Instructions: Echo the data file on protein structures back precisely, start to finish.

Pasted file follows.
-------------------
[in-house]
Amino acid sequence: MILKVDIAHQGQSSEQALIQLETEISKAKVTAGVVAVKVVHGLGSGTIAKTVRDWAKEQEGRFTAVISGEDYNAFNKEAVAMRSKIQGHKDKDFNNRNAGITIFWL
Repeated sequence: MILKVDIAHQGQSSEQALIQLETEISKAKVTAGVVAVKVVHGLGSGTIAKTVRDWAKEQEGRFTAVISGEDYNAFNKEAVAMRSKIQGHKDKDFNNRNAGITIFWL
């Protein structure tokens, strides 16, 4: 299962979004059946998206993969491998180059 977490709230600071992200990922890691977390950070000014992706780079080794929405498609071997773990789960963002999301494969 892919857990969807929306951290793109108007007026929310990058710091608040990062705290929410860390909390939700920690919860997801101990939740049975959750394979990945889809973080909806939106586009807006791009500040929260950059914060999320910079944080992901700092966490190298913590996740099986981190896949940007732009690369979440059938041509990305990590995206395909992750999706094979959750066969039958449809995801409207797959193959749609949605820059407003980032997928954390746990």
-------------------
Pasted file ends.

[in-house]
Amino acid sequence: MILKVDIAHQGQSSEQALIQLETEISKAKVTAGVVAVKVVHGLGSGTIAKTVRDWAKEQEGRFTAVISGEDYNAFNKEAVAMRSKIQGHKDKDFNNRNAGITIFWL
Repeated sequence: MILKVDIAHQGQSSEQALIQLETEISKAKVTAGVVAVKVVHGLGSGTIAKTVRDWAKEQEGRFTAVISGEDYNAFNKEAVAMRSKIQGHKDKDFNNRNAGITIFWL
């Protein structure tokens, strides 16, 4: 299962979004059946998206993969491998180059 977490709230600071992200990922890691977390950070000014992706780079080794929405498609071997773990789960963002999301494969 892919857990969807929306951290793109108007007026929310990058710091608040990062705290929410860390909390939700920690919860997801101990939740049975959750394979990945889809973080909806939106586009807006791009500040929260950059914060999320910079944080992901700092966490190298913590996740099986981190896949940007732009690369979440059938041509990305990590995206395909992750999706094979959750066969039958449809995801409207797959193959749609949605820059407003980032997928954390746990």